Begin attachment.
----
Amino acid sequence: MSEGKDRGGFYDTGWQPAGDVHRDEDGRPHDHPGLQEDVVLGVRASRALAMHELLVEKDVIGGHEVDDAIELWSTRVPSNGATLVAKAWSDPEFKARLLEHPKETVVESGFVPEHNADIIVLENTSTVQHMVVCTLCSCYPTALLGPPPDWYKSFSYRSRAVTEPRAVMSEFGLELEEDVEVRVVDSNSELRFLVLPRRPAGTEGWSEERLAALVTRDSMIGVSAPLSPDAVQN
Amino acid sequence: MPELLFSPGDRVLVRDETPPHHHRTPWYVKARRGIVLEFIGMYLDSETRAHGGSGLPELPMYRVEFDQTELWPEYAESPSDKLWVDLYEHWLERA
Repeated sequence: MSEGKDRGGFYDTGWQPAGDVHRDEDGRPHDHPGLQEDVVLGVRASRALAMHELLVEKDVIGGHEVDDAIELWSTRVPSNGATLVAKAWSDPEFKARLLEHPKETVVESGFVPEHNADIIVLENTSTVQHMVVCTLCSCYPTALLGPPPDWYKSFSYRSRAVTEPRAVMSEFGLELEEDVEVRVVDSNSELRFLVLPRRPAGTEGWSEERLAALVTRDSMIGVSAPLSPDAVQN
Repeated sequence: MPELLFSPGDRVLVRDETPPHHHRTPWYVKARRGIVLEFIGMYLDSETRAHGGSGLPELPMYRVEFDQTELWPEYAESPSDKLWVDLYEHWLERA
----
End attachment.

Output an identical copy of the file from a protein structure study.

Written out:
Amino acid sequence: MSEGKDRGGFYDTGWQPAGDVHRDEDGRPHDHPGLQEDVVLGVRASRALAMHELLVEKDVIGGHEVDDAIELWSTRVPSNGATLVAKAWSDPEFKARLLEHPKETVVESGFVPEHNADIIVLENTSTVQHMVVCTLCSCYPTALLGPPPDWYKSFSYRSRAVTEPRAVMSEFGLELEEDVEVRVVDSNSELRFLVLPRRPAGTEGWSEERLAALVTRDSMIGVSAPLSPDAVQN
Amino acid sequence: MPELLFSPGDRVLVRDETPPHHHRTPWYVKARRGIVLEFIGMYLDSETRAHGGSGLPELPMYRVEFDQTELWPEYAESPSDKLWVDLYEHWLERA
Repeated sequence: MSEGKDRGGFYDTGWQPAGDVHRDEDGRPHDHPGLQEDVVLGVRASRALAMHELLVEKDVIGGHEVDDAIELWSTRVPSNGATLVAKAWSDPEFKARLLEHPKETVVESGFVPEHNADIIVLENTSTVQHMVVCTLCSCYPTALLGPPPDWYKSFSYRSRAVTEPRAVMSEFGLELEEDVEVRVVDSNSELRFLVLPRRPAGTEGWSEERLAALVTRDSMIGVSAPLSPDAVQN
Repeated sequence: MPELLFSPGDRVLVRDETPPHHHRTPWYVKARRGIVLEFIGMYLDSETRAHGGSGLPELPMYRVEFDQTELWPEYAESPSDKLWVDLYEHWLERA